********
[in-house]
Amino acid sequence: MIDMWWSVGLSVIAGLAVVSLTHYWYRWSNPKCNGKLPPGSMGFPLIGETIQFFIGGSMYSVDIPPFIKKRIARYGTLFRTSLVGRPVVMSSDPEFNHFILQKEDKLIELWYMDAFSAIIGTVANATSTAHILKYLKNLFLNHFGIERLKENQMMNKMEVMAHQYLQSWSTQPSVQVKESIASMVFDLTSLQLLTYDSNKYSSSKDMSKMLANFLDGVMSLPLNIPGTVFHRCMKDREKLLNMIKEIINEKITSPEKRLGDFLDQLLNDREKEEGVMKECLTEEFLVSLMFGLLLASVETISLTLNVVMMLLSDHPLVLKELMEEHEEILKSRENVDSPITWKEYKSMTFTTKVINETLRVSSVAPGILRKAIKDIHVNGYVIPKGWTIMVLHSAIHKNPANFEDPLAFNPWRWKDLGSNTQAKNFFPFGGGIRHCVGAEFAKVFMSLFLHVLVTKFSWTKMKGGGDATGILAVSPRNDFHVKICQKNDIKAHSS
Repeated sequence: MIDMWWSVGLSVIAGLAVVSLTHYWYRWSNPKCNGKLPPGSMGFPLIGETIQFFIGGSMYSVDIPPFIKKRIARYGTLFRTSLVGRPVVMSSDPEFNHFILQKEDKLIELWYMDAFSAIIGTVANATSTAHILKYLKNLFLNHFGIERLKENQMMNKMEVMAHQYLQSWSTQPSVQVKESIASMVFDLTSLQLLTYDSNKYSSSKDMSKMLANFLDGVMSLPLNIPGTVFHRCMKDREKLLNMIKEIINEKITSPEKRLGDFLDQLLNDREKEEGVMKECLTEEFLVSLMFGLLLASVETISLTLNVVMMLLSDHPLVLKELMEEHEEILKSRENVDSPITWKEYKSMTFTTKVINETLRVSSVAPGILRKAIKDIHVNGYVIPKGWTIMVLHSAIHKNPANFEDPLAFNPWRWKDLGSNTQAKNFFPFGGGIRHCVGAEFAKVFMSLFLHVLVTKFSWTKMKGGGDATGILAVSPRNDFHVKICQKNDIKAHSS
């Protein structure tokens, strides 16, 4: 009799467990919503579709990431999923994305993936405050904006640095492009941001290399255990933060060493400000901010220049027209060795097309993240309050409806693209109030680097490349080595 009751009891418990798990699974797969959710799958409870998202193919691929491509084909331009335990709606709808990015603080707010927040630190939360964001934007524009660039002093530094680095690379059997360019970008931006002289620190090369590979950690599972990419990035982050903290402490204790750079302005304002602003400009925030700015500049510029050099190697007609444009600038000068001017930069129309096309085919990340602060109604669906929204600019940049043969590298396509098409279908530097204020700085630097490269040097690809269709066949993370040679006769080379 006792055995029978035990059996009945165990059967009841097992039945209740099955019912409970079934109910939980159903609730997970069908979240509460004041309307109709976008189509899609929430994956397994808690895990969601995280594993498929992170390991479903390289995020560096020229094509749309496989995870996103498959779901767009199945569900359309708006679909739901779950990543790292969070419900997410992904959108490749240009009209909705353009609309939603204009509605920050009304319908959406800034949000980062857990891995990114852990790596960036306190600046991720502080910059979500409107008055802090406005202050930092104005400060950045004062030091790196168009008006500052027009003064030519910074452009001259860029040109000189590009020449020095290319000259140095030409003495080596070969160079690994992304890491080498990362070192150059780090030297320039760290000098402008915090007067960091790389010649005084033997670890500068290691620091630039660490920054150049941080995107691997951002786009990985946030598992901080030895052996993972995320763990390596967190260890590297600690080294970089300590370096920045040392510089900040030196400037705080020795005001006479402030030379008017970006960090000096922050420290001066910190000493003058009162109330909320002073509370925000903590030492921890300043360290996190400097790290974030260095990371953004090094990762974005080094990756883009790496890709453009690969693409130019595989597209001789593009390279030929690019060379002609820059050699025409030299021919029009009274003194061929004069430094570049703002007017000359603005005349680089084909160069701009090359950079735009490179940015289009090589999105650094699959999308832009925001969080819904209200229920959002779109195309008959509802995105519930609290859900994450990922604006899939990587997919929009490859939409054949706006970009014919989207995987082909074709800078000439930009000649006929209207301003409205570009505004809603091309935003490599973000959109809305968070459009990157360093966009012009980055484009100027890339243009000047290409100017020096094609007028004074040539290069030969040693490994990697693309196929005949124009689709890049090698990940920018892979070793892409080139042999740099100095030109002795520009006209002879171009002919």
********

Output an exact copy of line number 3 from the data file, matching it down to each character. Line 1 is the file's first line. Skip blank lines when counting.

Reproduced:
Repeated sequence: MIDMWWSVGLSVIAGLAVVSLTHYWYRWSNPKCNGKLPPGSMGFPLIGETIQFFIGGSMYSVDIPPFIKKRIARYGTLFRTSLVGRPVVMSSDPEFNHFILQKEDKLIELWYMDAFSAIIGTVANATSTAHILKYLKNLFLNHFGIERLKENQMMNKMEVMAHQYLQSWSTQPSVQVKESIASMVFDLTSLQLLTYDSNKYSSSKDMSKMLANFLDGVMSLPLNIPGTVFHRCMKDREKLLNMIKEIINEKITSPEKRLGDFLDQLLNDREKEEGVMKECLTEEFLVSLMFGLLLASVETISLTLNVVMMLLSDHPLVLKELMEEHEEILKSRENVDSPITWKEYKSMTFTTKVINETLRVSSVAPGILRKAIKDIHVNGYVIPKGWTIMVLHSAIHKNPANFEDPLAFNPWRWKDLGSNTQAKNFFPFGGGIRHCVGAEFAKVFMSLFLHVLVTKFSWTKMKGGGDATGILAVSPRNDFHVKICQKNDIKAHSS